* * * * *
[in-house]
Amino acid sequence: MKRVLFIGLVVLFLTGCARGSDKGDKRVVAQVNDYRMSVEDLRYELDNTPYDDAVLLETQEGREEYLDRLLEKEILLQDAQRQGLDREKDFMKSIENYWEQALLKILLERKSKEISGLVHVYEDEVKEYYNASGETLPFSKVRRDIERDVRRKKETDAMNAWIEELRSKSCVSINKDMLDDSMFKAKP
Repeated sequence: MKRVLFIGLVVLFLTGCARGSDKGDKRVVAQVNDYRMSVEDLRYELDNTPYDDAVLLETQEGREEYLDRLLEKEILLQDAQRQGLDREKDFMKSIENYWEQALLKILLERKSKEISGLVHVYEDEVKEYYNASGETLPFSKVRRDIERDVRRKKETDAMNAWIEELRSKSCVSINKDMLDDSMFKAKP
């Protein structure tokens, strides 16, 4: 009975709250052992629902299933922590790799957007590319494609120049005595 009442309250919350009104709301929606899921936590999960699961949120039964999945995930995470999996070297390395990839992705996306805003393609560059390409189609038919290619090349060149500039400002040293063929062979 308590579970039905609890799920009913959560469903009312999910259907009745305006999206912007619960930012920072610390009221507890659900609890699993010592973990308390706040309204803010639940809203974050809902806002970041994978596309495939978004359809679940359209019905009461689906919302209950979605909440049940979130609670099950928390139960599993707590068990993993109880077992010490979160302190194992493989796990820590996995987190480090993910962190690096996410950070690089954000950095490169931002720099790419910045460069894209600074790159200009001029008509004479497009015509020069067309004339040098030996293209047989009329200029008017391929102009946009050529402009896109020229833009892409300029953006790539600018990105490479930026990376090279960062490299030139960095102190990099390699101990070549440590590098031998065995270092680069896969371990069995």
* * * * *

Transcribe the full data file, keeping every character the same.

[in-house]
Amino acid sequence: MKRVLFIGLVVLFLTGCARGSDKGDKRVVAQVNDYRMSVEDLRYELDNTPYDDAVLLETQEGREEYLDRLLEKEILLQDAQRQGLDREKDFMKSIENYWEQALLKILLERKSKEISGLVHVYEDEVKEYYNASGETLPFSKVRRDIERDVRRKKETDAMNAWIEELRSKSCVSINKDMLDDSMFKAKP
Repeated sequence: MKRVLFIGLVVLFLTGCARGSDKGDKRVVAQVNDYRMSVEDLRYELDNTPYDDAVLLETQEGREEYLDRLLEKEILLQDAQRQGLDREKDFMKSIENYWEQALLKILLERKSKEISGLVHVYEDEVKEYYNASGETLPFSKVRRDIERDVRRKKETDAMNAWIEELRSKSCVSINKDMLDDSMFKAKP
């Protein structure tokens, strides 16, 4: 009975709250052992629902299933922590790799957007590319494609120049005595 009442309250919350009104709301929606899921936590999960699961949120039964999945995930995470999996070297390395990839992705996306805003393609560059390409189609038919290619090349060149500039400002040293063929062979 308590579970039905609890799920009913959560469903009312999910259907009745305006999206912007619960930012920072610390009221507890659900609890699993010592973990308390706040309204803010639940809203974050809902806002970041994978596309495939978004359809679940359209019905009461689906919302209950979605909440049940979130609670099950928390139960599993707590068990993993109880077992010490979160302190194992493989796990820590996995987190480090993910962190690096996410950070690089954000950095490169931002720099790419910045460069894209600074790159200009001029008509004479497009015509020069067309004339040098030996293209047989009329200029008017391929102009946009050529402009896109020229833009892409300029953006790539600018990105490479930026990376090279960062490299030139960095102190990099390699101990070549440590590098031998065995270092680069896969371990069995």